China’s about to receive a major investment in its shale reserves courtesy of Royal Dutch Shell (NYSE: RDS.A), which intends to spend a minimum of $1 billion a year trying to exploit them.
Back in March, Shell won China’s first product sharing contract for shale operations.
From the Chicago Tribune:
Asked if the firm remained committed to a plan to invest $1 billion a year in China’s shale gas over the coming few years, Lim Haw Kuang, Shell’s top China executive, said in an interview: “Yes, yes and yes.”
“If there has been an adjustment to that pledge, it could only be an upward revision,” added Lim, a Malaysian national and a Shell veteran of 34 years.
If you think the shale boom has hit North America in a big way, then you should be very interested to know that China’s shale reserves are projected to be the world’s largest.
Shell is also planning on a $12.6 billion refinery and petrochemical complex in China’s eastern region. If completed, that would represent the largest foreign investment thus far.
Of course, Shell is not alone in this race; Exxon Mobil (NYSE: XOM), BP (NYSE: BP), Total (NYSE: TOT), and Chevron (NYSE: CVX) are all angling for a piece of the Chinese shale pie. The Chinese market is currently extremely attractive, since it is set to triple usage of natural gas over this decade, while its oil demand continues to rise.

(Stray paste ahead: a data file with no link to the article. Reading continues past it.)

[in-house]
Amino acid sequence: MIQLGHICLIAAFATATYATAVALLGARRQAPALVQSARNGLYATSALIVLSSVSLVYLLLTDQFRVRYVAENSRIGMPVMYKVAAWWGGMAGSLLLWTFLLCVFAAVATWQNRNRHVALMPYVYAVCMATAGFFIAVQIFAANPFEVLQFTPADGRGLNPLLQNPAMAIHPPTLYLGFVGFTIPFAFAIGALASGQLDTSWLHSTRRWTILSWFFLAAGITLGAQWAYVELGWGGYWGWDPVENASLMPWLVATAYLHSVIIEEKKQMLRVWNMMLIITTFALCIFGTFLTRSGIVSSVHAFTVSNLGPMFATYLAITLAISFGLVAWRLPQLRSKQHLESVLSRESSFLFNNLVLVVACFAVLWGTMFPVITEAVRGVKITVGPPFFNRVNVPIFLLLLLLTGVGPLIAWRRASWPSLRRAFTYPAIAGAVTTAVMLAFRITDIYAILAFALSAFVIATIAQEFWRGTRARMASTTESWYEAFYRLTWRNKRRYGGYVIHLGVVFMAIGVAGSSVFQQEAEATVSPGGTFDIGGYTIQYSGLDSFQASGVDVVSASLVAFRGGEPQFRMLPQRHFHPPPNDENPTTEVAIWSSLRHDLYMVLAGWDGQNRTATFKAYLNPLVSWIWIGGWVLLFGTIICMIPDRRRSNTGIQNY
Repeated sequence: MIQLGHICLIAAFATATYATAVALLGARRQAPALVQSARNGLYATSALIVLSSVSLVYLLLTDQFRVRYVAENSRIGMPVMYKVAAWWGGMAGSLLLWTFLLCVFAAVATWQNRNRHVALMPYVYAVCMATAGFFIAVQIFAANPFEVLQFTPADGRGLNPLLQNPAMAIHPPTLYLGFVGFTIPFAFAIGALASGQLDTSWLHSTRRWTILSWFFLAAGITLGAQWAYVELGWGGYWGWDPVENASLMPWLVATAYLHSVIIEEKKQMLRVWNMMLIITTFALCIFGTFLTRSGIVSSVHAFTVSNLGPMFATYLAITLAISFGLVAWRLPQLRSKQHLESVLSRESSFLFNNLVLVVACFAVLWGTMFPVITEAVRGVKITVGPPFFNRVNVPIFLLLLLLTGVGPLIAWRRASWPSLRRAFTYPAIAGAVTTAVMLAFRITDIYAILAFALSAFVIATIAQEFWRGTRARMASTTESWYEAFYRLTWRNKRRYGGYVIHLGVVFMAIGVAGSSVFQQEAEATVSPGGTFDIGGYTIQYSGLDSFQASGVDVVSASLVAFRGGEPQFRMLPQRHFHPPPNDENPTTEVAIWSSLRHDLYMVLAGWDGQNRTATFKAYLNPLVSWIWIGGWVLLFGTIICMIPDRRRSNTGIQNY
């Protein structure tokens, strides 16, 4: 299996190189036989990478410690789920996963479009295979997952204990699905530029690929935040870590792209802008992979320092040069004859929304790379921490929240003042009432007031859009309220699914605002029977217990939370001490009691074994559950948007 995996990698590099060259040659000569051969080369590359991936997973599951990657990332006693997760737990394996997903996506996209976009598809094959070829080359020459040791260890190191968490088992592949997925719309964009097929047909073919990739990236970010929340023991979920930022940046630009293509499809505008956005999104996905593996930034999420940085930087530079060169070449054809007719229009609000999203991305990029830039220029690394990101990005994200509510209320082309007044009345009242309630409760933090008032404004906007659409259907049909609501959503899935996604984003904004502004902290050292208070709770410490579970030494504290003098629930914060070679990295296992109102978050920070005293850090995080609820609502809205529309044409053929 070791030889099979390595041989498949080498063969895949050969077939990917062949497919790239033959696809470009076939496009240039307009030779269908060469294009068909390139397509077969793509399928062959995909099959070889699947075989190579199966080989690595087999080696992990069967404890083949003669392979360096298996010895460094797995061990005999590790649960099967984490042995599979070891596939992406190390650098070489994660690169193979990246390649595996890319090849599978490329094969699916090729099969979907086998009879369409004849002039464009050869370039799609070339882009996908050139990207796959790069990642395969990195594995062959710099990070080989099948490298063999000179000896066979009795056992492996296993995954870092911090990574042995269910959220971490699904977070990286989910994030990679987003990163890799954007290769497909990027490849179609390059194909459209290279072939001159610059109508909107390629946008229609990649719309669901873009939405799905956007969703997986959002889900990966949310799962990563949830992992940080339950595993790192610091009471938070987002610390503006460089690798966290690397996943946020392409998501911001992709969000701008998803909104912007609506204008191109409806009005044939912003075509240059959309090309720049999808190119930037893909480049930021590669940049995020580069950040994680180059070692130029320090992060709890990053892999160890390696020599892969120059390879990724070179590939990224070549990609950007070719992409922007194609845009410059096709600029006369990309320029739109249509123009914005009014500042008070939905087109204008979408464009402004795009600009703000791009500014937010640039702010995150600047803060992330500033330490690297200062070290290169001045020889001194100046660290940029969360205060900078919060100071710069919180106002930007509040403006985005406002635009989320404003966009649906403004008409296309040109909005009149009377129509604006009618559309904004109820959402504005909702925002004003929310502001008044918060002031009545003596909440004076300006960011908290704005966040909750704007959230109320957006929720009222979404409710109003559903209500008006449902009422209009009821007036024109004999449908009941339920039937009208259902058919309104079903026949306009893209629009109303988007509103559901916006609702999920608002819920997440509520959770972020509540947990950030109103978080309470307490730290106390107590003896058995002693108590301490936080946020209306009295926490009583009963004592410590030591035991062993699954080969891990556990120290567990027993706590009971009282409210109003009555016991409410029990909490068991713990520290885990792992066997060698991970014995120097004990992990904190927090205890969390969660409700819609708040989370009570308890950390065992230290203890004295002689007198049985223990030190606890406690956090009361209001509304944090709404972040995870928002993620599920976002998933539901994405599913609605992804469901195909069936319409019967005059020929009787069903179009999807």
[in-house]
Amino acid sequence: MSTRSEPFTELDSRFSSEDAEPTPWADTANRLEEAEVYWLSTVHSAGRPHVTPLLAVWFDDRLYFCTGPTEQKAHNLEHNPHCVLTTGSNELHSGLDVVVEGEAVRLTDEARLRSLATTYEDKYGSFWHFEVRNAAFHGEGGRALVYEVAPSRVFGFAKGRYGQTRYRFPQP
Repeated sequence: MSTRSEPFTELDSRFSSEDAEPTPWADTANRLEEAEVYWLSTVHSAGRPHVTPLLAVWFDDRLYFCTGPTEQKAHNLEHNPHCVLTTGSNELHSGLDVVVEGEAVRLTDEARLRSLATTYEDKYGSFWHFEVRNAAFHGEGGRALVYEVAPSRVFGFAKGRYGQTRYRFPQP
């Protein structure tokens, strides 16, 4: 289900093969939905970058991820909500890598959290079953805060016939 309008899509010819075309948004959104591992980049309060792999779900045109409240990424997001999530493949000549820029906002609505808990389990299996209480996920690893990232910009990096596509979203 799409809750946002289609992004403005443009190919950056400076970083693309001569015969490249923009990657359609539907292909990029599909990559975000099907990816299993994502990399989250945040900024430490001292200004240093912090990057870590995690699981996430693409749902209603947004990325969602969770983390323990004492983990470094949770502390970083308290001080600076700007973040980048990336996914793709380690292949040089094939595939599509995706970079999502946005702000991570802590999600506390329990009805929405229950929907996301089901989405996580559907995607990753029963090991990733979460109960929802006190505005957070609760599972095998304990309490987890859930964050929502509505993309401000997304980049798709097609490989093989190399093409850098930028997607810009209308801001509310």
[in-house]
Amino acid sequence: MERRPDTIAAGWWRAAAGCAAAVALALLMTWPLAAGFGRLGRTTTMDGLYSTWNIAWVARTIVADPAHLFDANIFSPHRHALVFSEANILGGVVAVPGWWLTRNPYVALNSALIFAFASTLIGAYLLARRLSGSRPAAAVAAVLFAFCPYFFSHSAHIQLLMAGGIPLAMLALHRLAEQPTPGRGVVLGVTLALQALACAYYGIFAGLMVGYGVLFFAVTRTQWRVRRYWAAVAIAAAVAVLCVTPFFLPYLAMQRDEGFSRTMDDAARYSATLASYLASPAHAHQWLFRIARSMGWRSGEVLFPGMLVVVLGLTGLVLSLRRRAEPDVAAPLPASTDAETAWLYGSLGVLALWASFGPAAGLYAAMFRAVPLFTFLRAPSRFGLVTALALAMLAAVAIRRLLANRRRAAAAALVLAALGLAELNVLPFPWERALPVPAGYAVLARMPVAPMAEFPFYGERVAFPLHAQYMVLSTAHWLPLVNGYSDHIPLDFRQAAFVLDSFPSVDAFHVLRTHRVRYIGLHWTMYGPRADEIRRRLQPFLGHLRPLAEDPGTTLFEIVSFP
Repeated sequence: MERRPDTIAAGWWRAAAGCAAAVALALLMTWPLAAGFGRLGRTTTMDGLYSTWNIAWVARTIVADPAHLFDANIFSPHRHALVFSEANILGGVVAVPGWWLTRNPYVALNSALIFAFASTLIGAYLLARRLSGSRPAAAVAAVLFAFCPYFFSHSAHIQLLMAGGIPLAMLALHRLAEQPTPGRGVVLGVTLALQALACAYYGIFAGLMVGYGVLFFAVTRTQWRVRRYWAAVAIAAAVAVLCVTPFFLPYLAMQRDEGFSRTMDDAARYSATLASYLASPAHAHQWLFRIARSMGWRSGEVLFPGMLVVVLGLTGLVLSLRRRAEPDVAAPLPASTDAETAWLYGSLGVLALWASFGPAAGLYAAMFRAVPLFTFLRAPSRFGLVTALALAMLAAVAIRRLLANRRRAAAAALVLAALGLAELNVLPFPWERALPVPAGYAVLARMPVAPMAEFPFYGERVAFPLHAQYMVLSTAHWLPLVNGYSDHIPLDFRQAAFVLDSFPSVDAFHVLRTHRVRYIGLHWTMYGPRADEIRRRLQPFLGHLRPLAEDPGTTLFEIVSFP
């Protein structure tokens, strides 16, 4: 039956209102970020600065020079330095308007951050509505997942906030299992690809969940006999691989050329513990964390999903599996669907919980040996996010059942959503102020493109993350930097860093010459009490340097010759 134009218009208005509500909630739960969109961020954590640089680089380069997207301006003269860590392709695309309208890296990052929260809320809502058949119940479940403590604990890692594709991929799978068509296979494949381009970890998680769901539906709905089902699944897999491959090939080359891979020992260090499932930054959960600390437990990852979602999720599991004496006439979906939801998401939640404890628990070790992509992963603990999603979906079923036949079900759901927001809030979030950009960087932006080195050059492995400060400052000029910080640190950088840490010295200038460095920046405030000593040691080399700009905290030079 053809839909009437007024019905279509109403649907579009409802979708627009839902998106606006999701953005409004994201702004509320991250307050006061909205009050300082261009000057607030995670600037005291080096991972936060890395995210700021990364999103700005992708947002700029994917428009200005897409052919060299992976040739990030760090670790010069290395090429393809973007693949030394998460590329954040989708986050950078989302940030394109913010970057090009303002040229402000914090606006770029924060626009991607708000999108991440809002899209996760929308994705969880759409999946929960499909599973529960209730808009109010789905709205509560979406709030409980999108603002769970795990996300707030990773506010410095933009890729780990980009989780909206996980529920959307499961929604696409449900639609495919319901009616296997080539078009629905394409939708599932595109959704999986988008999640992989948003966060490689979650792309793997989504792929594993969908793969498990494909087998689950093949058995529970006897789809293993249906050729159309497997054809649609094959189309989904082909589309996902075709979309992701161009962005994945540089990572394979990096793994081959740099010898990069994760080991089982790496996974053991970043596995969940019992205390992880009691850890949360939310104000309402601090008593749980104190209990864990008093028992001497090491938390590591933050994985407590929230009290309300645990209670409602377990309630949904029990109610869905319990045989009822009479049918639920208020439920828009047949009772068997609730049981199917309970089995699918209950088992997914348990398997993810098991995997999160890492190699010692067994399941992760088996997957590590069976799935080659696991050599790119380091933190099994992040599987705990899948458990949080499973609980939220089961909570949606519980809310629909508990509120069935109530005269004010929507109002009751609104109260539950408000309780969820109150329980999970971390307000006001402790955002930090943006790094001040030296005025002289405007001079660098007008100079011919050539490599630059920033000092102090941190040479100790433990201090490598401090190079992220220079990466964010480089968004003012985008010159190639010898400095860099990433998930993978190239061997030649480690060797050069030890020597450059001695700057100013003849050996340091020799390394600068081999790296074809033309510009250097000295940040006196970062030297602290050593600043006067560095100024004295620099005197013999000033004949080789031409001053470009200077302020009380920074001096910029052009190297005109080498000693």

Shell will partner with China National Petroleum Corp., the country’s largest energy group and parent company to PetroChina (NYSE: PTR), in the shale gas and the projected Taizhou refinery development. CNPC controls premium acreage, while Shell can leverage its extensive technological expertise.
Shell secures its gas from fields all over the world, including Australia and Qatar, and is a prominent supplier of liquefied natural gas to China. In a sign of Shell’s Chinese commitment, the company intends to relocate its global business unit for coal bed methane to China sometime later in 2012.
Despite all these positive developments, there are some hurdles. China’s refining sector is subject to intensive state controls, which can pose difficulties for profitability. As well, there has been a slow but steady surge of environmental consciousness among the general Chinese population, which has lately resulted in violent protests and state-led cancellation of oil development projects.
Much like in the U.S., shale operations are acquiring the taint of controversy over there, and it remains to be seen how the shale industry will navigate these tricky waters.